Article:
Governments, and still more so individual ministers within them, are not only relatively short-lived (an international ministerial conference held at two-year intervals usually results in only about 30% of the ministers present at the last one also being present at the next) but are also necessarily too preoccupied with the problems of today, or at the very best of tomorrow, to have much capability in the realm of very long term thinking. Senior officials for their part are too busy serving ministers and carrying on the day-to-day business of government. In fact it is quite idle and quite unreasonable to expect that governments will initiate the process of definition of the functions or of extensive reform of existing intergovernmental institutions which they support. They have neither the time at a high enough level for such a complex task, nor the inclination, nor the detachment necessary for so immensely complicated and controversial a labour.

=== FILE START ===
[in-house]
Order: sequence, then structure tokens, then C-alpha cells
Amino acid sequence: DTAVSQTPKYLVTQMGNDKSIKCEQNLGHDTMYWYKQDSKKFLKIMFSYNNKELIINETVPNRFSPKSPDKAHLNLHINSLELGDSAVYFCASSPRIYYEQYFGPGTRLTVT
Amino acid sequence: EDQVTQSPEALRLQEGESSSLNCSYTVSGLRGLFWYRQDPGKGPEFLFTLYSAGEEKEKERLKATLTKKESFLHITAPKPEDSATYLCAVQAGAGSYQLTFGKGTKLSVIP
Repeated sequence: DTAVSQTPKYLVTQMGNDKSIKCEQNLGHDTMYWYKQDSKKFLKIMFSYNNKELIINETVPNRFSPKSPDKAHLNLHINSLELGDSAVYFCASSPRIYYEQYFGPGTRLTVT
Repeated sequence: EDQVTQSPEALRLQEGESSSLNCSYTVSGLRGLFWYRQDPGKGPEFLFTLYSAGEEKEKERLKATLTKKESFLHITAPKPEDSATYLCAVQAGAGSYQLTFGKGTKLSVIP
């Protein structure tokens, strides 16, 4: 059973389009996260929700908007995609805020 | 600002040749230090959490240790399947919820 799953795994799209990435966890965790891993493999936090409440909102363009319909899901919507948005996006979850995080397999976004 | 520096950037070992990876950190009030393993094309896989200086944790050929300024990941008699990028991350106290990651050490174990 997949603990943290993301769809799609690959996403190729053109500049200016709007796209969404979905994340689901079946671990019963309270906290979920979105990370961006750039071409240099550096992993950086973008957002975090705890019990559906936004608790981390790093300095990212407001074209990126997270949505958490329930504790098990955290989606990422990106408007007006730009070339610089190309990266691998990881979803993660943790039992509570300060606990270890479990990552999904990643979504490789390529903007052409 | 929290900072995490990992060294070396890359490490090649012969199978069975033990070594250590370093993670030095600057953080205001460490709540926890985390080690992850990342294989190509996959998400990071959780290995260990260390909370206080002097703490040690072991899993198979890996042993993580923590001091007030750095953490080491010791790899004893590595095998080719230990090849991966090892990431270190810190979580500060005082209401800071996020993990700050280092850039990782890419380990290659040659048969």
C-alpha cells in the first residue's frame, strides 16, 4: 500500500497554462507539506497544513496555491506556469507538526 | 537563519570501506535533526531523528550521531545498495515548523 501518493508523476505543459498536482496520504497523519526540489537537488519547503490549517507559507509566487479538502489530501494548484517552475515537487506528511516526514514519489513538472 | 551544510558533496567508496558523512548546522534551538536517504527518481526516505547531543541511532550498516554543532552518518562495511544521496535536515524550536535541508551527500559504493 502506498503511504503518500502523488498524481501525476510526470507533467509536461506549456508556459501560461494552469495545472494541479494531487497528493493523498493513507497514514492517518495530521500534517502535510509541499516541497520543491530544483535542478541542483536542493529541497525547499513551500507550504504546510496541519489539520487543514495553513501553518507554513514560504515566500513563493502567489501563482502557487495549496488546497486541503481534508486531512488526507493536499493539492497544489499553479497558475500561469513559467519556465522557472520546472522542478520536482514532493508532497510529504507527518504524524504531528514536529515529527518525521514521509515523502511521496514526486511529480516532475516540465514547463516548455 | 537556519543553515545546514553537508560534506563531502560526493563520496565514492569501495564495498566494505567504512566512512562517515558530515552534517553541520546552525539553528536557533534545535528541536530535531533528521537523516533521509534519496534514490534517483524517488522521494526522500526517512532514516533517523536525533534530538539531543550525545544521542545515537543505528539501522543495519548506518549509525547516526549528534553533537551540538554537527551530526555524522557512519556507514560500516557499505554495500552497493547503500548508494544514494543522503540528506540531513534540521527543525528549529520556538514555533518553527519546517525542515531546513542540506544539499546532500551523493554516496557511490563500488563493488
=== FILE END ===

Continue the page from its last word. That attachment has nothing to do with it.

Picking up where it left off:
One of the most difficult problems for democracies is to reconcile the national need for big, long-term investment projects with the objections of those who have to live near them. As technology marches forward, the dilemma of where to put highways, industrial plants, nuclear power stations, airports and the like becomes more and more difficult, because present images of leadership are centred on satisfying the immediate needs of as many people as possible. Degenerate democracy, as this governing philosophy could be named, is a perverted form of the concept that the creativity of all the people is relevant in the governing process. The right to representation without the principle of accountability to the world, results in government that is representative only of individual wants.